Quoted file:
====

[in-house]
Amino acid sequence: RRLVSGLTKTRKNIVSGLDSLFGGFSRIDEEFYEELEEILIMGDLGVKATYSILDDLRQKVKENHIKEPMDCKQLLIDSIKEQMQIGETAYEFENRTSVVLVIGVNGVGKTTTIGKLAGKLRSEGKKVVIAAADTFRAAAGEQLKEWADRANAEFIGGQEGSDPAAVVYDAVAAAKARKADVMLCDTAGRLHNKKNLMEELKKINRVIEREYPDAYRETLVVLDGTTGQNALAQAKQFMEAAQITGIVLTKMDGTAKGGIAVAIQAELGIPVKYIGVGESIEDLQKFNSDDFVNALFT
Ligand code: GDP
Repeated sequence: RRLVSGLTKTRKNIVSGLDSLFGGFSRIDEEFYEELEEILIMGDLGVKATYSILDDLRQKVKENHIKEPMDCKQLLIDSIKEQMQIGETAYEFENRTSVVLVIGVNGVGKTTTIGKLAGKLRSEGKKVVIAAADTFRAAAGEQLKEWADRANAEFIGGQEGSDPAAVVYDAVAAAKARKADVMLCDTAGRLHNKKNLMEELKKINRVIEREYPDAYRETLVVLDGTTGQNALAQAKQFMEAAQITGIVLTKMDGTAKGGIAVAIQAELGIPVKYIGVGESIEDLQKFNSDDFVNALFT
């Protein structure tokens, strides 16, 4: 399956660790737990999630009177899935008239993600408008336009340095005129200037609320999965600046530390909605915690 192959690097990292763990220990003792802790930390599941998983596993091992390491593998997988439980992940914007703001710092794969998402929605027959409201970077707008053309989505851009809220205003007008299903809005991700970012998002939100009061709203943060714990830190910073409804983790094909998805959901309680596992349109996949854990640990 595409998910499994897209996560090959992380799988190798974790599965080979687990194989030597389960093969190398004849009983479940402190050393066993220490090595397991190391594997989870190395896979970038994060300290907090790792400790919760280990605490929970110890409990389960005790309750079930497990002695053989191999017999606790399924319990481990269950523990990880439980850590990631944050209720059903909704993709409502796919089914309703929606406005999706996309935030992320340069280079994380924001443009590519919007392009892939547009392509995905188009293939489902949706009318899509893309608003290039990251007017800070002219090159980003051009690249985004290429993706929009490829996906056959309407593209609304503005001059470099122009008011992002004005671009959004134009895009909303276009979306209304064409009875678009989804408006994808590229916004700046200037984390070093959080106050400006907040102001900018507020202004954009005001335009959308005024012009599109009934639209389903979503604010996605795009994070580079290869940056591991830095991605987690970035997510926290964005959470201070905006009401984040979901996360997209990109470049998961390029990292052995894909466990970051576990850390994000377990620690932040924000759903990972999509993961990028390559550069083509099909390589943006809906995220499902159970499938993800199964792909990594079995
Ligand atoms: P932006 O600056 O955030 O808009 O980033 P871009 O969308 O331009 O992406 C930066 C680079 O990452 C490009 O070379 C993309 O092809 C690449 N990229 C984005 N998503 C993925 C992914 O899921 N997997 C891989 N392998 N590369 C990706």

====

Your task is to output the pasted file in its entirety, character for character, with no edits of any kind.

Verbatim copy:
[in-house]
Amino acid sequence: RRLVSGLTKTRKNIVSGLDSLFGGFSRIDEEFYEELEEILIMGDLGVKATYSILDDLRQKVKENHIKEPMDCKQLLIDSIKEQMQIGETAYEFENRTSVVLVIGVNGVGKTTTIGKLAGKLRSEGKKVVIAAADTFRAAAGEQLKEWADRANAEFIGGQEGSDPAAVVYDAVAAAKARKADVMLCDTAGRLHNKKNLMEELKKINRVIEREYPDAYRETLVVLDGTTGQNALAQAKQFMEAAQITGIVLTKMDGTAKGGIAVAIQAELGIPVKYIGVGESIEDLQKFNSDDFVNALFT
Ligand code: GDP
Repeated sequence: RRLVSGLTKTRKNIVSGLDSLFGGFSRIDEEFYEELEEILIMGDLGVKATYSILDDLRQKVKENHIKEPMDCKQLLIDSIKEQMQIGETAYEFENRTSVVLVIGVNGVGKTTTIGKLAGKLRSEGKKVVIAAADTFRAAAGEQLKEWADRANAEFIGGQEGSDPAAVVYDAVAAAKARKADVMLCDTAGRLHNKKNLMEELKKINRVIEREYPDAYRETLVVLDGTTGQNALAQAKQFMEAAQITGIVLTKMDGTAKGGIAVAIQAELGIPVKYIGVGESIEDLQKFNSDDFVNALFT
């Protein structure tokens, strides 16, 4: 399956660790737990999630009177899935008239993600408008336009340095005129200037609320999965600046530390909605915690 192959690097990292763990220990003792802790930390599941998983596993091992390491593998997988439980992940914007703001710092794969998402929605027959409201970077707008053309989505851009809220205003007008299903809005991700970012998002939100009061709203943060714990830190910073409804983790094909998805959901309680596992349109996949854990640990 595409998910499994897209996560090959992380799988190798974790599965080979687990194989030597389960093969190398004849009983479940402190050393066993220490090595397991190391594997989870190395896979970038994060300290907090790792400790919760280990605490929970110890409990389960005790309750079930497990002695053989191999017999606790399924319990481990269950523990990880439980850590990631944050209720059903909704993709409502796919089914309703929606406005999706996309935030992320340069280079994380924001443009590519919007392009892939547009392509995905188009293939489902949706009318899509893309608003290039990251007017800070002219090159980003051009690249985004290429993706929009490829996906056959309407593209609304503005001059470099122009008011992002004005671009959004134009895009909303276009979306209304064409009875678009989804408006994808590229916004700046200037984390070093959080106050400006907040102001900018507020202004954009005001335009959308005024012009599109009934639209389903979503604010996605795009994070580079290869940056591991830095991605987690970035997510926290964005959470201070905006009401984040979901996360997209990109470049998961390029990292052995894909466990970051576990850390994000377990620690932040924000759903990972999509993961990028390559550069083509099909390589943006809906995220499902159970499938993800199964792909990594079995
Ligand atoms: P932006 O600056 O955030 O808009 O980033 P871009 O969308 O331009 O992406 C930066 C680079 O990452 C490009 O070379 C993309 O092809 C690449 N990229 C984005 N998503 C993925 C992914 O899921 N997997 C891989 N392998 N590369 C990706």